If you believe the John Tory campaign, one of the key differences between Tory and opponent Olivia Chow is that he’s serious about building Toronto's much-needed relief line subway, and she’s not.
Tory is certainly full of bluster when it comes to the new line. Last week, he used up his entire quota of campaign exclamation points when he tweeted this:
He contrasts this hyped-up enthusiasm with Chow’s view that the relief line is important but can’t happen immediately, hence her plan to quickly increase bus service. But Tory has still jumped on this as an avenue for attack — he’s accused Chow of wanting to defer the subway to 2031.
That's nonsense, of course.
On this issue, Chow has the facts on her side. Subways are not built in a day, especially major subways running through populated areas. The TTC has published several reports on the logistics of building the relief line, and none of them suggest that construction could happen more quickly, if only John Tory were elected mayor. The reality is a project of this magnitude will probably take at least three or four years of consultation, planning and design, before moving on to a decade of construction. Throw in a few years for your inevitable delays, and you get to 2031 without breaking a sweat.
And that’s assuming funding shows up for the project this year. This is a gigantic assumption, one that requires a total ignorance of history and the politics of transit funding in Ontario. No matter how you slice it, the relief line subway is a long way off.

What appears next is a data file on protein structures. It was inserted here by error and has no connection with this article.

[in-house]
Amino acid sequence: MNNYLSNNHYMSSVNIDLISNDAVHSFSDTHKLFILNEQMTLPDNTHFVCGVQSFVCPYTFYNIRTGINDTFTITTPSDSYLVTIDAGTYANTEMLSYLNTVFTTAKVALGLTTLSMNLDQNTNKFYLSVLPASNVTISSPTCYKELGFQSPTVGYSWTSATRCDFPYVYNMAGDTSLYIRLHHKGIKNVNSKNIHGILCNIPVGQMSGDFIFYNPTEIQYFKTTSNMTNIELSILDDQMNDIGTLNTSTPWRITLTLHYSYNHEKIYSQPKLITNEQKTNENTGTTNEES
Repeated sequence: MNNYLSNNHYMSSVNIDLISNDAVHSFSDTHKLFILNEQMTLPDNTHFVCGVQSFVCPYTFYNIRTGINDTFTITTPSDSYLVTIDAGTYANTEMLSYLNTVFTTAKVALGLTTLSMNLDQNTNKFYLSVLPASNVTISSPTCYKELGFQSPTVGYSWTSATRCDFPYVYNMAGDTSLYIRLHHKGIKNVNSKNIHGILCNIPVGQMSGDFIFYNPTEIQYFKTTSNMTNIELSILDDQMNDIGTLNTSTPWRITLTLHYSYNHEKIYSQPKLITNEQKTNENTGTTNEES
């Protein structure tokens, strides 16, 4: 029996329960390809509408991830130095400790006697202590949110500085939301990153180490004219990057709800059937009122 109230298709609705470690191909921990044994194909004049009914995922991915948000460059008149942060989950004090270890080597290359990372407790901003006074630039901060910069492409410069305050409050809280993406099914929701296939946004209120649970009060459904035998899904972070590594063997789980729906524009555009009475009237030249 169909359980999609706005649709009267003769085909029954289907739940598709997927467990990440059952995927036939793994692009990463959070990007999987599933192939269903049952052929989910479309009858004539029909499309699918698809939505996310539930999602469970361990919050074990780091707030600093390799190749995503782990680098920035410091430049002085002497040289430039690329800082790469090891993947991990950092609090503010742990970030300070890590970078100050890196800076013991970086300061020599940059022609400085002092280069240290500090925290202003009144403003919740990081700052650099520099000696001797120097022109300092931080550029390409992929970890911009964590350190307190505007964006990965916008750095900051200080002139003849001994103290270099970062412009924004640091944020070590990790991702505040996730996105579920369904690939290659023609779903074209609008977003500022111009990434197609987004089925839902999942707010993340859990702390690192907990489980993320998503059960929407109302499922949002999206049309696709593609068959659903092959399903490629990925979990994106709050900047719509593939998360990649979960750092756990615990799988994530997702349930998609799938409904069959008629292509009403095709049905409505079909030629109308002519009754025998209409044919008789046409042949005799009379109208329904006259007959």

But just because Chow’s right on the timelines doesn’t mean her views on the relief line equal full support. In almost direct contrast to Tory, Chow’s comments on the subway project have been marked by a worrying lack of enthusiasm. When Metro’s Jessica Smith Cross and I interviewed her last month, she deflected most relief line questions so she could talk about the Scarborough LRT. She’ll acknowledge the relief line will be necessary to relieve overcrowding, but it doesn't seem like she's fully embraced it as a great and important project for the future of this city.
There’s good reason to worry about that, because it conjures up all kinds of concerns about Chow and historical left-wing opposition to growth and change in Toronto’s downtown core. It was, after all, the late Jack Layton who helped broker the deal that took the relief subway line off the board in the 1980s and redirected the political capital toward the suburban Sheppard subway. At the time, the goal was to limit growth in the core — there was concern about Toronto becoming too much like Manhattan — and try to concentrate development in the suburbs.
That was a mistake — one that we’re still paying for three decades later. And while it’s a stretch to draw a direct line from a decision made in the 1980s to a mayoral campaign being fought in 2014, this is exactly the kind of stuff that gets dredged up during elections.
If I were Chow, I’d be going to great lengths to counter this characterization. That doesn’t mean following Tory and claiming that she’ll construct a fully-functional subway in a matter of weeks, but it does mean talking more about her vision for the relief line and what it could represent to this city’s transit future. It means talking about the relief line not as an obligation but as an opportunity — a chance to build a great city.
Chow doesn’t have to stop talking about her important plan to increase bus-service in the near-term. Nor does she have to ignore the facts about what’s realistic to build in the next decade. But on the relief line, a little more enthusiasm would go a long way.
This post was originally published at http://www.metronews.ca/views/toronto/ford-for-toronto-matt-elliott/2014/05/09/on-downtown-relief-line-chow-has-facts-on-her-side-but-needs-to-push-harder.html on 2014-05-09T00:00:00.000Z